“It was an eye-opener to me on the importance of maintaining culture in societies and how it could play a significant role in strengthening conservation and public health programs.” – Dr. Gladys Kalema-Zikusoka
Walking through the life journey of Dr. Gladys Kalema-Zikusoka, an extraordinary African woman, through her memoir Walking With Gorillas has been truly a special experience. Her story is ongoing, and reading this book felt like the beginning of something remarkable, not just for her but also for other women and men who want to see a better world for both people and nature. When I learned that she was writing a book, I had high expectations, and I can confidently say that I have not been disappointed.
Dr. Gladys’s journey is profoundly inspiring, particularly her path to becoming Uganda’s first Wildlife Vet. Reading her story from her early years to how she became a conservationist to her studying and practising veterinary medicine for both exotic and African wildlife to starting a non-governmental organisation, provided me with detailed insights into her remarkable achievements. I found myself reflecting on my journey, smiling at the beautiful moments she has experienced, meditating on the sad moments – some including grief, recognising the huge role she played the many times she stood up for herself and recognizing how far she has come.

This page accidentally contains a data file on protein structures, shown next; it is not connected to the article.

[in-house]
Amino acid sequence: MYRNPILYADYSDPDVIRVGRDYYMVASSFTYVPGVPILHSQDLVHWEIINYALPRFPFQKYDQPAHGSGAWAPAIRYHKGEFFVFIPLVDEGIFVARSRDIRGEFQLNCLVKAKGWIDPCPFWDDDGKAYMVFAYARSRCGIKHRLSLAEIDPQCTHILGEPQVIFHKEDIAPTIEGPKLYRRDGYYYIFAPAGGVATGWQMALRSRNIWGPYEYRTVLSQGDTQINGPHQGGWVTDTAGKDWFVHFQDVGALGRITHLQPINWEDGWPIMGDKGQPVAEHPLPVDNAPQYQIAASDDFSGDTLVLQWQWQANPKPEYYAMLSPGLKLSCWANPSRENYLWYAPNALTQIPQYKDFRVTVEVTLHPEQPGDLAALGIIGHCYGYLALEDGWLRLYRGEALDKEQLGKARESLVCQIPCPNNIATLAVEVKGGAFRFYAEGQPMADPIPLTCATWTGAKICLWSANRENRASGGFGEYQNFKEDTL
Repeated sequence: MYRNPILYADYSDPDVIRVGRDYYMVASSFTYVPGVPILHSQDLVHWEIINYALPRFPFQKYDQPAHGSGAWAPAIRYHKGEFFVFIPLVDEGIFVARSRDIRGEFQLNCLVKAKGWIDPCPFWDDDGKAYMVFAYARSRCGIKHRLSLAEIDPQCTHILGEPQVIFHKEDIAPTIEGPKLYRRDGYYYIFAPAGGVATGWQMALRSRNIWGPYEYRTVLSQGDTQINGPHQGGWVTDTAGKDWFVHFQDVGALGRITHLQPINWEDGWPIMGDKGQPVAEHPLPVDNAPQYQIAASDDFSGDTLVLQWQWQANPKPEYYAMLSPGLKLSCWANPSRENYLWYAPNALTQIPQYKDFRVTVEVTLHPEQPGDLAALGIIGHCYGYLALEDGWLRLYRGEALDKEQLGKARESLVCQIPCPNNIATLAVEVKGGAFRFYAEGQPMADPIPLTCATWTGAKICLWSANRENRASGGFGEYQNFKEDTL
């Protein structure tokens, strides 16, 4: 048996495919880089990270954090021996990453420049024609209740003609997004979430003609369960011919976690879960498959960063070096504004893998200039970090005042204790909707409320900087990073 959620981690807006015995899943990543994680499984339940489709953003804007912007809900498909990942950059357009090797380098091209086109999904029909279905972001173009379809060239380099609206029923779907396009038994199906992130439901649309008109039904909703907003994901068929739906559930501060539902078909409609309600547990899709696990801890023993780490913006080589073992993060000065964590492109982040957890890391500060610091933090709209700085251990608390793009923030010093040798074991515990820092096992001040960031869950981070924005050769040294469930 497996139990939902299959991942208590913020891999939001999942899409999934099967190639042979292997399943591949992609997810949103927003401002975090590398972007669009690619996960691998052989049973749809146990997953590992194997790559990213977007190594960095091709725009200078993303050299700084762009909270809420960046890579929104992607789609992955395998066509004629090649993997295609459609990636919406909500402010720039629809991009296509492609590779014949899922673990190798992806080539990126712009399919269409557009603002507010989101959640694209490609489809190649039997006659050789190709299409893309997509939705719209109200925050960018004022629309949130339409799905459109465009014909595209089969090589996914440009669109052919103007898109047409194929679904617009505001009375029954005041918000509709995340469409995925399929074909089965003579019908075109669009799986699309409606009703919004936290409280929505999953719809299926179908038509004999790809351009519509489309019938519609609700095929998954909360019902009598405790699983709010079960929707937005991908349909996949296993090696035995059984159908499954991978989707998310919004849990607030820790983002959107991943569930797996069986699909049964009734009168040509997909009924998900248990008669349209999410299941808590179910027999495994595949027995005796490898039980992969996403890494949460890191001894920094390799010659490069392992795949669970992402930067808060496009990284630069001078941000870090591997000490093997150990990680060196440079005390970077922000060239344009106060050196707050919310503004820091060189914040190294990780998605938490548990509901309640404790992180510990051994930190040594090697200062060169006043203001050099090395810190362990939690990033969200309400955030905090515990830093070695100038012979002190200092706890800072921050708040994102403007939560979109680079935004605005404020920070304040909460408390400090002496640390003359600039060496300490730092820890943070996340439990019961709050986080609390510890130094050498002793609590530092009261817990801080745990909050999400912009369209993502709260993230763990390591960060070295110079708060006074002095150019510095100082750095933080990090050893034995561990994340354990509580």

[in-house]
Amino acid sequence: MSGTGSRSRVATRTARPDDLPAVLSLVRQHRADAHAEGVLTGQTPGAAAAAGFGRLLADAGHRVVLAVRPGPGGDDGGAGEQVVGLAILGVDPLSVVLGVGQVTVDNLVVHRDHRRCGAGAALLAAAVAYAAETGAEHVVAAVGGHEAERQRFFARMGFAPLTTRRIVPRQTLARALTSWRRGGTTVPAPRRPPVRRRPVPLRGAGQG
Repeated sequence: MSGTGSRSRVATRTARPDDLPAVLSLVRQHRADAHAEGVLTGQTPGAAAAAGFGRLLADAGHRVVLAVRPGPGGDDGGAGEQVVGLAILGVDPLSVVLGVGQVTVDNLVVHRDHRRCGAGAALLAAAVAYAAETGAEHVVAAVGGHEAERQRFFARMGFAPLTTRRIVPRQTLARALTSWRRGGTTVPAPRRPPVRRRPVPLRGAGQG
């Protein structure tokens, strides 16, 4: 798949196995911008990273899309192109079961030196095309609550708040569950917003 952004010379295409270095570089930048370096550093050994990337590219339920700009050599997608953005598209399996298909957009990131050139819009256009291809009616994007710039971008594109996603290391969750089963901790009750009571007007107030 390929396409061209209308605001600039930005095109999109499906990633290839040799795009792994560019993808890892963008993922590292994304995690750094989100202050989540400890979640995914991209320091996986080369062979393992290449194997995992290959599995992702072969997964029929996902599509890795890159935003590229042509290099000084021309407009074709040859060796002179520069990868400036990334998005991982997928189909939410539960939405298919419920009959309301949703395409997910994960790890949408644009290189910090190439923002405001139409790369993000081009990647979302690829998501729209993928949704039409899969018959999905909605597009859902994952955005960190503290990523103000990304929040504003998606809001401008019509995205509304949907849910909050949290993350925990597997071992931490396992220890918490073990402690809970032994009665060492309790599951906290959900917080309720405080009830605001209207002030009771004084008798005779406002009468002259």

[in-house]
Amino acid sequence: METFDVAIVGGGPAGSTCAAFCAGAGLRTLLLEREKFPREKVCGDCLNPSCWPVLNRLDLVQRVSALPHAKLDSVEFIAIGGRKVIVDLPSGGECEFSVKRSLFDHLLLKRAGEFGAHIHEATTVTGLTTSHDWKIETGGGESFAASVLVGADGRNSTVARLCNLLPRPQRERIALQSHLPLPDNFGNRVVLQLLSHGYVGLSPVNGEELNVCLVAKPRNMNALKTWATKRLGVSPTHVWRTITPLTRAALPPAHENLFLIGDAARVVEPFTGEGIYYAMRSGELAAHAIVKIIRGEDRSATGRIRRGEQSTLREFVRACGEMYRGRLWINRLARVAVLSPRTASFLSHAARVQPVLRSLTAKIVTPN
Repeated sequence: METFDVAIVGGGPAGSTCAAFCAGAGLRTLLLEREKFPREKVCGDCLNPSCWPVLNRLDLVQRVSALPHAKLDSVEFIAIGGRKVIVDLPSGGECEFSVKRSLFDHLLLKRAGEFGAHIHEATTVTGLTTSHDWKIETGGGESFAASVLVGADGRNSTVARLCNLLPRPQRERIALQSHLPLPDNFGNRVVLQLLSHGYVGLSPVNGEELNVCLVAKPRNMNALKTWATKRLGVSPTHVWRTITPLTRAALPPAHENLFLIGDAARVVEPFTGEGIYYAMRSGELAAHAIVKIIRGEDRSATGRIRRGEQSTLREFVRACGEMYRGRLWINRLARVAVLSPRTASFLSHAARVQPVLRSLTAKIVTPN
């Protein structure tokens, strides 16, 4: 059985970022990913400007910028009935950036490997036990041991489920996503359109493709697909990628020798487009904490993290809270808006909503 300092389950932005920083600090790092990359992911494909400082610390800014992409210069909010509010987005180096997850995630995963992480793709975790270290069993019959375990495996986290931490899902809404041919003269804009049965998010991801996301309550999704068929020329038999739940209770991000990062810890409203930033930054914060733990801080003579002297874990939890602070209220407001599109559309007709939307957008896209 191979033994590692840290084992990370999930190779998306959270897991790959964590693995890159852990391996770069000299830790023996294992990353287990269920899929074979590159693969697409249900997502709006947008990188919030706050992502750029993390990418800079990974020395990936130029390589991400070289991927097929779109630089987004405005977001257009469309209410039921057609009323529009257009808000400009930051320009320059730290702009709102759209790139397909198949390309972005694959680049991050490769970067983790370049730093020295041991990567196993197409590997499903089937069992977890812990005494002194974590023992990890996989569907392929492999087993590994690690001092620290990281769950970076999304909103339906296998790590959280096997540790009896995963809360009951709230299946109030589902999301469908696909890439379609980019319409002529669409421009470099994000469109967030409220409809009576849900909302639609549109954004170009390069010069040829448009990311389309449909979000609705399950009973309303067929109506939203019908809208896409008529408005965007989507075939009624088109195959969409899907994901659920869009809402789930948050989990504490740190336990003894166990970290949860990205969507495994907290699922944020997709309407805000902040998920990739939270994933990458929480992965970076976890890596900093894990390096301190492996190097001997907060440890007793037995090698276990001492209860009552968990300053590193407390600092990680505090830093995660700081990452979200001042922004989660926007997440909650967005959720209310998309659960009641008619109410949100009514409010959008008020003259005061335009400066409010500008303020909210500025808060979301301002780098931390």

What stood out for me was her unwavering commitment to following her dreams. One sentence from her book keeps echoing in my mind whenever I lose focus: “Follow your dreams and the rest will follow.” These are the words Dr. Birutė Galdikas who conducted the first study of orangutans, wrote when she signed the book that she bought after attending her talk as a vet student. .Dr. Gladys, I take the words to heart too.
Dr. Gladys’ came to my awareness during my previous professional experience, and her work immediately captured my attention. I was utterly spellbound. Having walked alongside veterinarians during my undergraduate studies, I held a glimpse of the immense dedication required to don that white coat. Interestingly, when I was making my initial course selection, becoming a wildlife vet was my dream – or rather working with wildlife. Life’s circumstances led me to choose Wildlife Management and Conservation, a decision I’ve never second-guessed. The path I have chosen still allows me to be in the same space as veterinarians, (one of my close friends is even a Veterianian and you can read her guest post here) offering a unique mix of experiences.
Before I delve further into this review, I must mention that this is the second autobiography by a Ugandan author that I’ve read, the first being Vanessa Nakate’s A Bigger Picture. I had the honour of meeting Dr. Gladys at the Women in Nature Network (WiNN) Kenya conference, which I’ve written about here. My awareness of Gladys’s work came even earlier when I was exploring the stories of women who have paved the way before me. While Dian Fossey and Dr. Jane Goodall were synonymous with African primates in my mind, Gladys’s name appeared as a prominent African woman in this field. Her willingness to share her knowledge as a public figure and co-founder of Conservation Through Public Health (CTPH) is truly refreshing.